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What does this tag mean? Tag: Power Capability Min: 249, Max :19

asked 2018-04-07 00:36:13 +0000

HeyEddie gravatar image

updated 2018-04-07 00:36:33 +0000

Doing an 802.11 pcap, looking at an association request I see:

Tag: Power Capability Min: 249, Max :19

Is this dBm? mW? Some other metric?

Trying to understand what those numbers actually mean.


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answered 2018-04-07 05:58:54 +0000

Guy Harris gravatar image

If that's the Power Capability element from IEEE 802.11-2016 "Power Capability element", then the minimum and maximum transmit power are signed 8-bit integers "in units of decibels relative to 1 mW", i.e. they're signed dBm. 249 is 0xF9 which, if it were correctly interpreted as a signed 8-bit value, would be -7 dBm.

If Wireshark is interpreting those fields in a Power Capability element as unsigned values, that's a bug in Wireshark; please report it on the Wireshark Bugzilla.

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Came to the same conclusion after some more research and asking some folks I know on twitter.

Also, Omnipeek shows the value calculated at -7dBm.

I'll file the bug report now as well.

Glad there are so many smart people out there.


HeyEddie gravatar imageHeyEddie ( 2018-04-08 17:53:33 +0000 )edit

That's Bug 14593, and it's now fixed.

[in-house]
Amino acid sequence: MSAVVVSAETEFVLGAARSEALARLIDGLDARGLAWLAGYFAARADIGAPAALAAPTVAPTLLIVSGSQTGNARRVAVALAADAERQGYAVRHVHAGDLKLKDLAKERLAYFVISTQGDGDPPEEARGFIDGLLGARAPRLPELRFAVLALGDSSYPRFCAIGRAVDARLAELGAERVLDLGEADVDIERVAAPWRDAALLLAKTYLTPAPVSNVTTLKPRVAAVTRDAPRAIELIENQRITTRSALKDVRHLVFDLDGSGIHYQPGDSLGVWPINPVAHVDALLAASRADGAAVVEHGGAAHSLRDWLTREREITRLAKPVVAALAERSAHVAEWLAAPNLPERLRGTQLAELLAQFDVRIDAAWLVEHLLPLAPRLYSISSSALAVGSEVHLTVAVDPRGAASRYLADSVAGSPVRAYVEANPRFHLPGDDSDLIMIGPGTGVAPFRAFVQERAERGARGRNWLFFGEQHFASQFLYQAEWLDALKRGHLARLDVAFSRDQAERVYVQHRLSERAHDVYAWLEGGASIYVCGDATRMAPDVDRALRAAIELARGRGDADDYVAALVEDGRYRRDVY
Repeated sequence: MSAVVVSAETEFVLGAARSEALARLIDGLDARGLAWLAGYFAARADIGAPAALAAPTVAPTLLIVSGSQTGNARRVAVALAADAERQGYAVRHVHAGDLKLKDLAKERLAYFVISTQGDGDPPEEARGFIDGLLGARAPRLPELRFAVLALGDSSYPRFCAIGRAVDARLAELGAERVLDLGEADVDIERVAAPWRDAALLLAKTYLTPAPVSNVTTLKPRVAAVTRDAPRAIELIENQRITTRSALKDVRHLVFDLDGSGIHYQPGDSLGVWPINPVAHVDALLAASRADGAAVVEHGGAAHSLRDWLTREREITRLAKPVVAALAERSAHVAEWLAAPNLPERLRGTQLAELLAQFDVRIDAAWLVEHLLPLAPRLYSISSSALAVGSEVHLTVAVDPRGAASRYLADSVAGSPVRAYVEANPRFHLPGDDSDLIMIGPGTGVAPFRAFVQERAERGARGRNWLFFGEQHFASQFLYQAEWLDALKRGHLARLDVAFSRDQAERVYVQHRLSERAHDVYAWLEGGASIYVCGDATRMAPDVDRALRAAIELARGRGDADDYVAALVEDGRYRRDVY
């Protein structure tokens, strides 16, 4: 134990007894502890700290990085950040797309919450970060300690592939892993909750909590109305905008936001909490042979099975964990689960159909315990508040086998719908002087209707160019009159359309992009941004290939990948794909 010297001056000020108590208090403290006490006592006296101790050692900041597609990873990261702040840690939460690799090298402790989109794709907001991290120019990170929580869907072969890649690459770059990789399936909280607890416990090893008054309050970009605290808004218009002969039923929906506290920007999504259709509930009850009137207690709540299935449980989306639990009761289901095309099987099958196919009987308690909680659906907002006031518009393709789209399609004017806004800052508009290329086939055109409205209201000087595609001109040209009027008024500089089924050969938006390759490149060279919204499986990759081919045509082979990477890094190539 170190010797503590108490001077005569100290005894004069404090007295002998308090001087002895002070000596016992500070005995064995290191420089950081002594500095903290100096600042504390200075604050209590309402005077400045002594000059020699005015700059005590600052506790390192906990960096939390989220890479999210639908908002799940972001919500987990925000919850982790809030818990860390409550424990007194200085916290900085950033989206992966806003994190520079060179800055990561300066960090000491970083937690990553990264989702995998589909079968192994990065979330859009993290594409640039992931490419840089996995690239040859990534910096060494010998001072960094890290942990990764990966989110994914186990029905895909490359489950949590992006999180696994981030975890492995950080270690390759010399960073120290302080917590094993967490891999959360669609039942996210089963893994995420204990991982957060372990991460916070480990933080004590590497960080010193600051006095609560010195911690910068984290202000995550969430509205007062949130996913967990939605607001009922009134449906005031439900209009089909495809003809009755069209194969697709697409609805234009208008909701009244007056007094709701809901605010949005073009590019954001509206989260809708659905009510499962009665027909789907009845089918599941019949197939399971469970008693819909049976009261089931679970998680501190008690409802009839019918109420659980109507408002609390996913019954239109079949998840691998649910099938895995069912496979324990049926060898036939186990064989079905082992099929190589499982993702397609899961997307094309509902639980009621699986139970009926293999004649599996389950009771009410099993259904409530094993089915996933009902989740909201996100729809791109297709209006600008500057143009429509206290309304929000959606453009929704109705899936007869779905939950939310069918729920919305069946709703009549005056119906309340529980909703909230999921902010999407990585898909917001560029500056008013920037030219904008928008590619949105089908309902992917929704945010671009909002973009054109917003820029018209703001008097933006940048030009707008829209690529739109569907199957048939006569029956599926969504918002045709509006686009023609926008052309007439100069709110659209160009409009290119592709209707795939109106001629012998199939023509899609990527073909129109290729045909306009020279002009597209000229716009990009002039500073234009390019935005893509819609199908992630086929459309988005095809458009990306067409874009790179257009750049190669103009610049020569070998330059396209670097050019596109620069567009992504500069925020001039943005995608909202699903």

Guy Harris gravatar imageGuy Harris ( 2018-04-08 20:10:39 +0000 )edit

answered 2018-04-07 02:12:43 +0000

Bob Jones gravatar image

Does this help:

802.11 Power Capability information element More...

Data Fields
u8  id
    Power Capability ID: 33. 
u8  len
    Power Capability length: 2. 
u8  min_txpower
    Minimum possible TX power, dBm. 
u8  max_txpower
    Maximum possible TX power, dBm.
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Thank you!

So, if "dBm" Is what this should be showing the min 249 makes no sense.

Now, I'm thinking either something is being mis-interpreted by Wireshark, or is there some conversion I am supposed to do?

HeyEddie gravatar imageHeyEddie ( 2018-04-07 02:27:12 +0000 )edit

Either 1) "u" in "u8" doesn't mean "unsigned", 2) those aren't the minimum/maximum possible TX power in dBm but the minimum/maximum possible TX power in some other representation that prevents it from becoming negative, or 3) the iPXE developers didn't correctly read the 802.11 spec, because that spec clearly says those values are signed.

Guy Harris gravatar imageGuy Harris ( 2018-04-08 20:13:27 +0000 )edit

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Asked: 2018-04-07 00:36:13 +0000

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Last updated: Apr 07 '18